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Generally, taxpayers use either the cash method or the accrual method of accounting to report income and expenses. An accounting method is simply a set of rules used to determine when and how income and expenses are reported. An accounting method will clearly reflect taxable income if all items of gross income and all expenses are treated consistently from year to year. Your accounting method is chosen when you file your first tax return. To later change methods, IRS consent is generally required by filing Form 3115, Application for Change in Accounting Method. Individual taxpayers usually use the cash method, and business taxpayers typically use the accrual method. However, there are exceptions.

Cash Method

If you use the cash method of accounting, you report your income when it is actually or constructively received. (Constructive receipt occurs when money or property is made available for use without any restrictions.)

Example(s): Under the cash method, a check mailed to a calendar-year taxpayer on December 23 and received on December 26 for work performed in December must be reported in December, even if the taxpayer waits until January 1 to cash the check.

Example(s): Expenses are reported when actually paid. If you sign a contract on December 31 of Year 1, agreeing to pay Dr. Jones $500 when he completes your dental work next week (in January of Year 2), you cannot deduct the $500 medical expense in Year 1. It can only be deducted in the year paid (Year 2).

Limitations on Use of the Cash Method

If you own a business, there are occasions when you must use the accrual method, rather than the cash method. For instance, a taxpayer generally must keep inventories when the production, purchase, or sale of merchandise is an income-producing factor in his or her business. Those who are required to account for inventories typically must use an accrual method of accounting for merchandise purchases and sales. It is important to note, however, that inventory is not limited to merchandise produced or held for sale. Materials used in a service business can also fall under inventory rules if the materials are a significant income-producing factor.

However, an IRS revenue procedure (Rev. Proc. 2000-22, 2000-20 IRB) excepts certain small taxpayers from accounting for inventories and from using the accrual method of accounting for purchases and sales of merchandise. A small taxpayer is defined as one with average annual gross receipts for the three prior tax years of $1 million or less. To qualify, the taxpayer also must use the cash method for book (accounting) purposes. This procedure is effective for tax years ending after December 16, 1999.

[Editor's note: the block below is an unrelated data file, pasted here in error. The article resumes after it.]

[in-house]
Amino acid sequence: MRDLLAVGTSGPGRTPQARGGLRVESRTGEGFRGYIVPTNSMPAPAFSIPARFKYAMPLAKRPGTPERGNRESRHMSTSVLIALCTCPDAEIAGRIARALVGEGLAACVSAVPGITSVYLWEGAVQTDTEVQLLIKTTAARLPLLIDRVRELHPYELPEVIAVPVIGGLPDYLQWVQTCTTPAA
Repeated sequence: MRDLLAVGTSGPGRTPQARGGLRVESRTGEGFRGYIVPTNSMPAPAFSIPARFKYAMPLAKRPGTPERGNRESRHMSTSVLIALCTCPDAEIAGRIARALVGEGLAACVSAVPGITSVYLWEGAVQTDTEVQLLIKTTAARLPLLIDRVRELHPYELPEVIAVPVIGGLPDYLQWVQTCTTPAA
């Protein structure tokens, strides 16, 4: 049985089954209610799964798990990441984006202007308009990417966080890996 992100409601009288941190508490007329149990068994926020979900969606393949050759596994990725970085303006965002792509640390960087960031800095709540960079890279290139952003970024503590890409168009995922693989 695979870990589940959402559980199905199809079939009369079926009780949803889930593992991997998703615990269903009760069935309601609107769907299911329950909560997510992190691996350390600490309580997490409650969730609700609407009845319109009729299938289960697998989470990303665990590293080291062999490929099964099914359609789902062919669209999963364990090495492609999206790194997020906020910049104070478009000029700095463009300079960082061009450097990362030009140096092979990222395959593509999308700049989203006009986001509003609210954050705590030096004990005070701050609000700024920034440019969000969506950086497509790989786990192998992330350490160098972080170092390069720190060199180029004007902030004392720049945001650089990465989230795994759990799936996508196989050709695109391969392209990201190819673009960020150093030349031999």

The following entities generally cannot use the cash method or any combination of methods that includes the cash method:

  1. C corporations
  2. Partnerships having a C corporation partner
  3. All tax shelters

Numbers (1) and (2) do not apply to the following entities:

  • Qualified personal service corporations and partnerships with a qualified personal service corporation as a partner
  • C corporations and partnerships with C corporation partners (other than farming businesses) that have average annual gross receipts of $5 million or less In addition, certain farm corporations and farm partnerships with a C corporation partner are not required to use the accrual method.

Accrual Method

The purpose of the accrual method of accounting is to properly measure the actual earnings of a business, rather than to simply reflect the cash flow. The accrual method reports income in the period in which it is earned, regardless of whether payment is received at that time. In a similar manner, expenses are matched to the period for which they apply, without regard to when the expenses are paid.


Income is reported when (1) all events have occurred that fix the right to receive the income, and (2) the amount can be determined with reasonable accuracy.

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Expenses are deducted or capitalized when (1) the taxpayer becomes liable for the expense, and (2) economic performance occurs. (Economic performance occurs at the time when the property or service is provided or used.)

Example(s): Assume Smith Company purchases office supplies on December 1 of Year 1, and they are delivered the following week. Smith Company pays for these goods in January of Year 2. Under the accrual method, the expense is reported in Year 1. Smith Company becomes liable for the expense in Year 1; also, economic performance (delivery) occurs that year. Some general rules:

  • The accrual method is typically required for inventory purchases and sales. However, taxpayers with average annual gross receipts for the three prior tax years of $1 million or less no longer have to account for inventories or use the accrual method of accounting for purchases and sales of merchandise.